As the year progressed, the books seemed to form a community of their own, characters breaking through the covers to greet each other in a triumph of inter-connectedness. On Trinity’s front square, the ghostly silhouettes of the Mark and Joanne of Belinda McKeon’s Solace might well have looked on as Sally Rooney’s Normal People, Marianne and Connell, renewed the echo of footsteps on the grey cobblestones. Others served as muse, Virginia Woolf’s Orlando breathing life into the Italian Renaissance painter of Ali Smith’s How To Be Both, while the nonfiction worlds of Slouching Towards Bethlehem (Joan Didion), The Lonely City (Olivia Laing) and Just Kids (Patti Smith) drew a circle aound the artistic and cultural scenes of New York and LA in the ’60s and ’70s, in which the biggest and boldest names of the era passed through each other’s pages as though walking in and out of rooms.
Themes too interlaced, and time and grief were a thread unspooled over many months of reading. Ishiguro’s English butler made an idol of his restraint and passed the remains of his days pondering on a sacrifice. Deborah Levy, a writer lost, found a way forward in looking back and acknowleding the things she didn’t want to know, while Max Porter’s crow brought a wry smile in spite of itself, and with it a consolation: grief is, in truth, the thing with feathers, swooping in, gliding away. All of this echoing was a reminder that no story is told in isolation.
A book a week has been many things, most often a joy, rarely a chore, but always rewarding and in its own way, transformative. Raising my head above the parapet to record the experience online was at first discomforting, but over time this has been replaced by a sense of pride in the realisation of the challenge I had presented myself.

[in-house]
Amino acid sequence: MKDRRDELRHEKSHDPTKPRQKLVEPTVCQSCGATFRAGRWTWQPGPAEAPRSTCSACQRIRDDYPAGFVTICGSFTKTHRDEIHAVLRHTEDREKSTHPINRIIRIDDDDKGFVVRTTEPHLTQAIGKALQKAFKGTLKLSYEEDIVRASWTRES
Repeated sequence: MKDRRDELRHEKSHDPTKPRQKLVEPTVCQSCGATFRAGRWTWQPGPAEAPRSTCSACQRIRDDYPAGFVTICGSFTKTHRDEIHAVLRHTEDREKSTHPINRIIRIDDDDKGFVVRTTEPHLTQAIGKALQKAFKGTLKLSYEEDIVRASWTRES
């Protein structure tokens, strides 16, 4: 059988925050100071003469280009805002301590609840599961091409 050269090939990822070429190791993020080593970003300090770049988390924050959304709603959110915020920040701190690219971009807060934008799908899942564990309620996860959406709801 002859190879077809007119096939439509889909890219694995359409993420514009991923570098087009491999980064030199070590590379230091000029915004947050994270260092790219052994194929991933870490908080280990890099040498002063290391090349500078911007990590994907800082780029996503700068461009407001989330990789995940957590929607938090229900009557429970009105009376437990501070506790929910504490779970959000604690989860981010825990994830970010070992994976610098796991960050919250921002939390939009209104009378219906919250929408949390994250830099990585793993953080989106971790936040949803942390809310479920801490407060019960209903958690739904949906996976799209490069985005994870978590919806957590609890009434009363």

As another year in books beckons, it promises a focus my initial efforts lacked, as those first few weeks were spent searching for a form that was true to my expression. Once landed upon, the weeks began to roll and it’s difficult now to imagine relinquishing what has become a steady companion in my day-to-day life. While much of my reading life has been defined by a loyalty to fiction, it’s the nonfiction choices that have been a revelation this year, and I aim to explore this and other uncharted genres further next year. Whatever those chosen genres might be, this past year has shown that the reader experience is vast and defies the boundaries of the physical, a transcendent portal between the realm of the familiar and the dreamy world of the unknown.
I’ve collected many quotes along the way this year, but it’s Ali Smith in Winter, the second instalment of her seasonal series, that brings the year to a fitting close: “…whatever being alive is, with all its pasts and presents and futures, it is most itself in the moments when you surface from a depth of numbness or forgetfulness that you didn’t even know you were at, and break the surface.”